Manufacturing: more than skin deep
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By Sophie Matthews-Paul
15 March 2012
A test print on the HP Scitex FB7600
Back in Israel, part of my itinerary this week is to pay a return visit to the home of Scitex and its manufacturing plant. When one considers how difficult it often is to see what exactly goes on under the bonnet at the production plant for many wide-format machines, it makes a refreshing change to be able to get up close and personal to everything, from a naked chassis, to the highly organised spaghetti of wiring and cabling, and to all the other components which go to make up solid engines.
When we see hosts of gleaming machines at trade shows and in demonstration suites, how much do we really know about their manufacture? Are the people involved in building these platforms really interested in how they evolve into working units, or are they just doing a job?
A complex printing machine which represents a sizeable investment to a PSP needs to be designed and assembled with confidence. It needs to emulate its manufacturer’s ethos of quality, and should easily be able to outlive its intended ROI. The platform must be rugged enough to cope with the everyday stresses and strains of being put to work, and often in non-stop environments where throughput must be reliable and continuous. Sadly, I know of plenty of cases where this hasn’t been the case.
Anyone planning to buy a print engine surely has the right to investigate the quality of its components and the overall manufacturing practices. Those running production sites shouldn’t be nervous about allowing potential investors to subject the machines they’re interested in to the closest scrutiny. After all, these platforms are going to provide the daily bread for many and the last thing anyone wants is a stuttering piece of equipment which doesn’t do the jobs it’s intended for, and becomes a costly white elephant that cannot be depended on to turn out results that are fit for purpose.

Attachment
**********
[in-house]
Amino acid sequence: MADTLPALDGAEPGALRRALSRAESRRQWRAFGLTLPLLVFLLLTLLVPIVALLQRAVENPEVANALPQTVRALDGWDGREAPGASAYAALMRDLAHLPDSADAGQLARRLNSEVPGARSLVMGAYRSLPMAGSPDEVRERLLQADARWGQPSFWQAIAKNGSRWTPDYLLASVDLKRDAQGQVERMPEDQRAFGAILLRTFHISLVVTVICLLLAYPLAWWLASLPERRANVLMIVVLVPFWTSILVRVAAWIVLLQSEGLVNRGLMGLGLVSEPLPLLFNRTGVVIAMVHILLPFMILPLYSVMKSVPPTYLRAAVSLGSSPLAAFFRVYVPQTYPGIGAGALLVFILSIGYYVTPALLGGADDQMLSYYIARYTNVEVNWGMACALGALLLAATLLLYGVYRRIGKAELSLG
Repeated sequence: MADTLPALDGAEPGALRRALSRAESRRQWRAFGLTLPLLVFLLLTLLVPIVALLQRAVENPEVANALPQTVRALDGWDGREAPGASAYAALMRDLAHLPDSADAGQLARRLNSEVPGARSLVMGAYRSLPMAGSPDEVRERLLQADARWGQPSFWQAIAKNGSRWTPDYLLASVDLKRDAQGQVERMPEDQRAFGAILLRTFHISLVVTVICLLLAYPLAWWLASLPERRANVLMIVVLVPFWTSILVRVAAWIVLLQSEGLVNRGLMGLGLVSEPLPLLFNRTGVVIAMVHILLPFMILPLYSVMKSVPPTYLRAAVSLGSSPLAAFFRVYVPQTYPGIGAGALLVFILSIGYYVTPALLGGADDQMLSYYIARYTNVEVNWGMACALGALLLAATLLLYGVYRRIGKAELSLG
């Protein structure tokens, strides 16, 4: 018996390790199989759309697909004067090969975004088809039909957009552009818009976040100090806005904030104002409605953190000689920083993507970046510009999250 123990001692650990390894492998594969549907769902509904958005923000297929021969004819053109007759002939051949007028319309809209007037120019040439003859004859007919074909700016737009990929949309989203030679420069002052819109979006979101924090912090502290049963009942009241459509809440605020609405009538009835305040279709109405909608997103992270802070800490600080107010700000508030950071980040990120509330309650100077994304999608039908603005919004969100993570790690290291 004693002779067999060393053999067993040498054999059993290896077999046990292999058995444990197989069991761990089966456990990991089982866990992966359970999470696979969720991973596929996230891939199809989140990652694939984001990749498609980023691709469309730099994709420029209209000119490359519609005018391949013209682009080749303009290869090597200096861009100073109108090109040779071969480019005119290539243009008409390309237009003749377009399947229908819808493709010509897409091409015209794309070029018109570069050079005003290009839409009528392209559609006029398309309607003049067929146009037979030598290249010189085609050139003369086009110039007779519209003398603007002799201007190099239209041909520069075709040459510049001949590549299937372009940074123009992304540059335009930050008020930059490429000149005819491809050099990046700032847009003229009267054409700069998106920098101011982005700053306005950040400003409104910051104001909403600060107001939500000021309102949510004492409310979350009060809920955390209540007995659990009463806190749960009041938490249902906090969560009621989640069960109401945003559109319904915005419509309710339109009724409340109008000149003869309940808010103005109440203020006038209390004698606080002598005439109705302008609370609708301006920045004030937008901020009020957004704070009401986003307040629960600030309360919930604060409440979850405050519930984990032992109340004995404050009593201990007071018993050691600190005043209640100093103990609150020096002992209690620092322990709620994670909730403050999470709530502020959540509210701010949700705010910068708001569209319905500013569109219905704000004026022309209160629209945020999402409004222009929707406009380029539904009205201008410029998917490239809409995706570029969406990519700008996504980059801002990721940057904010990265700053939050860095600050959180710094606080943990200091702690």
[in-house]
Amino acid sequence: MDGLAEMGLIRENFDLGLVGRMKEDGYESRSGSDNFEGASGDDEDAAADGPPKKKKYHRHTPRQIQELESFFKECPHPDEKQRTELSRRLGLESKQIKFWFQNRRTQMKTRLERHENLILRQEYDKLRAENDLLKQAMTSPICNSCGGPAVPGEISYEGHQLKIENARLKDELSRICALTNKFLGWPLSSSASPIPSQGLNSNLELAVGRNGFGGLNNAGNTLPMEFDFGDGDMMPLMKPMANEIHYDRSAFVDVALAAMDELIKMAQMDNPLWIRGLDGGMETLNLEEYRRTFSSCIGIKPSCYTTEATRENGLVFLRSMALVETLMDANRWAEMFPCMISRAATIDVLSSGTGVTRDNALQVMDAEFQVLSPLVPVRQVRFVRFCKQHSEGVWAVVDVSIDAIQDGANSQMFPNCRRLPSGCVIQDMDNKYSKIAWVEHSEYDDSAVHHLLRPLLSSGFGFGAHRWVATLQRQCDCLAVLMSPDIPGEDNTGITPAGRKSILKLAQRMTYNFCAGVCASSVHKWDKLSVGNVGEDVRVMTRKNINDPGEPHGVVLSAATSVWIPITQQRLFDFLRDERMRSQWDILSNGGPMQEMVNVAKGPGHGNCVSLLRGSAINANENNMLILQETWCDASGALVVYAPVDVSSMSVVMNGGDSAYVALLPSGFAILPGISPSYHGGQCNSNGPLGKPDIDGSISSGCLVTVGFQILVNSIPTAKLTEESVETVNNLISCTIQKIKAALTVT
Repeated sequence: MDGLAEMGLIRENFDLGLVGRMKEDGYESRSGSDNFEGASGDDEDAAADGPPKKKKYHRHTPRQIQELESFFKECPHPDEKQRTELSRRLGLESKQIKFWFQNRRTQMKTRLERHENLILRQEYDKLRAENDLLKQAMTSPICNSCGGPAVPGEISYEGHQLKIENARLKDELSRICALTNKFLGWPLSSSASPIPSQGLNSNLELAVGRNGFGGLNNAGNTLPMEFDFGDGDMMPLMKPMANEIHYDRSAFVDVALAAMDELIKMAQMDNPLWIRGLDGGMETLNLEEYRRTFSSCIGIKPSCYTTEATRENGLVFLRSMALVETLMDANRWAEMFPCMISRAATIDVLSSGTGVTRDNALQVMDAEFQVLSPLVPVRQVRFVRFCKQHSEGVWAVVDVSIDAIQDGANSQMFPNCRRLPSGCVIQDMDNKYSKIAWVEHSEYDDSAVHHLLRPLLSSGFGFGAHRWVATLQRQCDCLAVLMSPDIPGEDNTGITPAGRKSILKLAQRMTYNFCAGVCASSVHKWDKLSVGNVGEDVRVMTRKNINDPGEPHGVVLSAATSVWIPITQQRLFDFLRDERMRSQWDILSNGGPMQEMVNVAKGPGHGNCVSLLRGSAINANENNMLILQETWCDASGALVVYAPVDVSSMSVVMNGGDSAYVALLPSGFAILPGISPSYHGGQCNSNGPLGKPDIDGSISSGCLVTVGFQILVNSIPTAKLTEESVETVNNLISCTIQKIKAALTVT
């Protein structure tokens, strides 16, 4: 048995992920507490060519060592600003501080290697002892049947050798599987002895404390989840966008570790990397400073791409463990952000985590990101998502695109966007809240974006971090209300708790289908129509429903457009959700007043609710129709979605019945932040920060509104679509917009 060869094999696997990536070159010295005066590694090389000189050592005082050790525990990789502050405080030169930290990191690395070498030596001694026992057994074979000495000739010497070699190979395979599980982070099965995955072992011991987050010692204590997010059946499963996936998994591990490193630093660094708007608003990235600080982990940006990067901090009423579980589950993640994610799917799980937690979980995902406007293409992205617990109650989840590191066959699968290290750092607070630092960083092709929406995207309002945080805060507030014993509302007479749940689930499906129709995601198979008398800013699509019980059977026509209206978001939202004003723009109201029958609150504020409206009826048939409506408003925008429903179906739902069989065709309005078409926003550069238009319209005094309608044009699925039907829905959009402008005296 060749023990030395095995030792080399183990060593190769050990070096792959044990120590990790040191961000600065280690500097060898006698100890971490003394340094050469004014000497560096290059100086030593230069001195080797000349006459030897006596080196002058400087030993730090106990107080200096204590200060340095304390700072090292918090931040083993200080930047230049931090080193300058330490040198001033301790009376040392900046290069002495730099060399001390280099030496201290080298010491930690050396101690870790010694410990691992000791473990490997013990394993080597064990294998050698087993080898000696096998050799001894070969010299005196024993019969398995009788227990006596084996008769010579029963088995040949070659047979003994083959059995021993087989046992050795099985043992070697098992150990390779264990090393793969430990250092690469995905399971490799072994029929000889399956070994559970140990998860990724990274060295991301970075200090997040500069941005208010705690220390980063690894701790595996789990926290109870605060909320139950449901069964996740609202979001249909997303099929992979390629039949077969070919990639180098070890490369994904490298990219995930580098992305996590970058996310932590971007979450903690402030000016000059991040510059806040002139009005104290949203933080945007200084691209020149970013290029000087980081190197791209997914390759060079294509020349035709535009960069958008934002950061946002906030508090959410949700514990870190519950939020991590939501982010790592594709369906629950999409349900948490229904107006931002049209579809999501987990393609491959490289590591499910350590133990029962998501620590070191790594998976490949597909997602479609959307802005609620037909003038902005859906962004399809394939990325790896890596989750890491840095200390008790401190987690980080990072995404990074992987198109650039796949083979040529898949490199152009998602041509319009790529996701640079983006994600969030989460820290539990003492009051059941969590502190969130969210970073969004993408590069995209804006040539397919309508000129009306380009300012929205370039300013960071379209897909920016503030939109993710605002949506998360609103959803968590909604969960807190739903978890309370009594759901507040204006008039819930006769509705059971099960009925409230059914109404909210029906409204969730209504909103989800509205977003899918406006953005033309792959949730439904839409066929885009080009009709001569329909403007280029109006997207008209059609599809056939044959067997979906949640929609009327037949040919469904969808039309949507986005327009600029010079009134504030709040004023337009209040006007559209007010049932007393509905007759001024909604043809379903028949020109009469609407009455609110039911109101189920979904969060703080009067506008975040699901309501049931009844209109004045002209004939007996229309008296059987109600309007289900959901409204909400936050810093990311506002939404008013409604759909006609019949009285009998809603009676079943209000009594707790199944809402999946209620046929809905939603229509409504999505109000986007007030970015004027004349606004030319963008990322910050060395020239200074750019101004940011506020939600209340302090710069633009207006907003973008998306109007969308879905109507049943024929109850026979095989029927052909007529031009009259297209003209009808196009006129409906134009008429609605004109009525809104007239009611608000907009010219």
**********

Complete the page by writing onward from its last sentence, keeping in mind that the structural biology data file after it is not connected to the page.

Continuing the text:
But, as well as the quality of the components, there are teams of people whose task it is to develop, engineer and knit together equipment. Although automation might play a part in some elements of construction, the folk who oversee and cherish the print engine they’re responsible for building need to take pride in what they’re doing. Clean and organised production areas are going to inspire far more confidence than some grubby factory in a gloomy part of the world, where staff struggle in poor lighting trying to fiddle around with sub-standard parts.
So HP Scitex’s facility is on my agenda for another visit. It’s a great example of how printing machines should be built, and strong testimony to the finished equipment that comes out of the company’s production methodology.
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